9613. "Jurisdiction over the persons and estates of idiots, lunatics, and other persons of unsound mind, is intrusted to the county and chancery courts."
9622. "The application to the chancery court shall be by petition, verified by affidavit, setting forth the facts in regard to the person and property of the supposed idiot or lunatic."
9623. "No application shall be made to the chancery court, unless the estate exceeds five hundred dollars, and the fact shall be so stated in the petition."
9656. "When any person shall be declared a lunatic, or person of unsound mind, as provided by law, and afterwards become restored in mind, such person may by petition set forth the fact of his restoration to the county judge or chairman of the county of which he is a resident, and said judge or county chairman shall hear and determine all such cases brought before him."
9659. "If the county judge or chairman should be of opinion that the petitioner is of sound mind and competent to control himself and property, the court shall pronounce a decree declaring such person of sound mind, and the guardianship of said person, if any exist, shall terminate; and he may demand settlement of the guardian."
We hold that the proper practice to have the decree of the county court reviewed in a restoration case is by appeal rather than by certiorari. It is fully established that a party adjudged to be of unsound mind is entitled to appeal. Harmon v. Harmon, 141 Tenn. 64, 206 S.W. 333; Davis v. Norvell, 87 Tenn. 36, 9 S.W. 193; Fentress v. Fentress, 54 Tenn. (7 Heisk.), 428; Cooper v. Summers, 33 Tenn. (1 Sneed), 453. We think the statute authorizing such an appeal likewise sanctions an appeal in a restoration case.
It is insisted by the defendants that since the chancery and county courts have concurrent jurisdiction in inquisition of lunacy proceedings, where the value of the estate exceeds $500, that they also have concurrent jurisdiction to restore competency; and that in the instant case the petition for restoration could have been filed in either court. But the statute does not so provide, but confers jurisdiction only upon the county court. Chapter 149, Public Acts 1887, likewise conferred jurisdiction in such a proceeding upon the county court.
Mr. Gibson in his Suits in Chancery (2 Ed.), after stating the jurisdiction of and proceedings in that court relative to the persons and property of those who are of unsound mind, concludes section 983 with this statement:
"Should the defendant afterwards become restored in mind, he may, on application by petition to the County Court, have a jury appointed to inquire into the condition of his mind; and if found of sound mind, and competent to control himself and property, the Court will declare him of sound mind; and the guardianship of his person and property thereupon ceases, and he may demand a settlement of his guardian." Citing Chapter 149, Acts 1887.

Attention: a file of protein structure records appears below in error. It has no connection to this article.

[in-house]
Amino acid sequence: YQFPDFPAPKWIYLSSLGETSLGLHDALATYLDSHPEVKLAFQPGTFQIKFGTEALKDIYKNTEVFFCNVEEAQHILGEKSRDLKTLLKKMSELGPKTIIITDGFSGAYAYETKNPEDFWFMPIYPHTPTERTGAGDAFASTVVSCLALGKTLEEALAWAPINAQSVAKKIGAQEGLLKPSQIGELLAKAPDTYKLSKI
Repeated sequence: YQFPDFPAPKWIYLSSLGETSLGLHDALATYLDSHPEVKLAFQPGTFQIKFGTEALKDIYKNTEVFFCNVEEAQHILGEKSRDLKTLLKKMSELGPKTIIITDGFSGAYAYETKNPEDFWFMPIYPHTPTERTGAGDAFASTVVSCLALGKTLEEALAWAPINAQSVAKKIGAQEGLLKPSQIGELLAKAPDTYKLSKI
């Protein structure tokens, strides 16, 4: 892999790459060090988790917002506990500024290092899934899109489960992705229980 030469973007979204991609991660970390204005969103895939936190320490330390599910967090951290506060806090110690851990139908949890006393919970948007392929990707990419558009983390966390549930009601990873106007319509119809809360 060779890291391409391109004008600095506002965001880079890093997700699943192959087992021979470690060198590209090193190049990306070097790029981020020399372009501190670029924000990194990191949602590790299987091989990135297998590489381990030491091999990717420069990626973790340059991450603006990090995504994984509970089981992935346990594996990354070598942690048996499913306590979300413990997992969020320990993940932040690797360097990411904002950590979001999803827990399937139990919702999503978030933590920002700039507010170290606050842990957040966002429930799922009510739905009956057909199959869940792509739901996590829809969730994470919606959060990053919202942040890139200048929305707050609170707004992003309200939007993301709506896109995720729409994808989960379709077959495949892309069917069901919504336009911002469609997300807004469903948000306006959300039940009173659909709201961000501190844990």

In 32 C.J., page 684, it is said:
"The jurisdiction to determine the question of restoration to sanity is usually governed by the statute. It has been held that a court of equity independent of statute has inherent power to discharge a person committed to an asylum."
The paragraph just quoted is supported by the case of State ex rel. Martin v. Superior Court for King County, 101 Wn. 81, 172 P. 257, 4 A.L.R., 572. That case, however, is contrary to the decisions of this court, it having been held as far back as 1849 that the chancery court had no inherent jurisdiction of the person or estate of a lunatic. Lewis v. Moody, 149 Tenn. 687, 261 S.W. 673; Oakley v. Long, 29 Tenn. (10 Humph.), 254.
As to whether, under the statute, there is an implied power conferred upon the chancery court to restore sanity where the original inquisition proceeding was had in that court we find it unnecessary to decide in this case. What we do hold is that since the petitioner was adjudged of unsound mind and a guardian was appointed to manage her estate by the County Court of Davidson County that the petition for restoration was properly filed in that court, and that the chancery court would have had no jurisdiction to determine the controversy.
With respect to a proceeding to restore sanity, we quote from 32 C.J., page 673, as follows: "the application should be made to the court which exercised the original jurisdiction." And again, on page 674, it is said: "An application for restoration to sanity is not a new proceeding; it is a continuation of the original guardianship proceeding." As stated by the Supreme Court of Alabama in Pope v. Bolin, 224 Ala. 322, 140 So. 382, 384: "As related to the guardianship the proceeding to revoke may be considered a part of and in the nature of a continuance of the original proceeding."
We conclude, therefore, that the chancery and county courts did not have concurrent jurisdiction to restore petitioner, but that such jurisdiction was vested exclusively in the county court. That being true, the appeal should have been to the circuit court rather than to the Court of Appeals.
It follows that the judgment of the circuit court will be reversed and the case remanded to that court for a hearing upon the merits. The costs of the appeal will be paid by the guardian. Other costs will be adjudged upon the final hearing.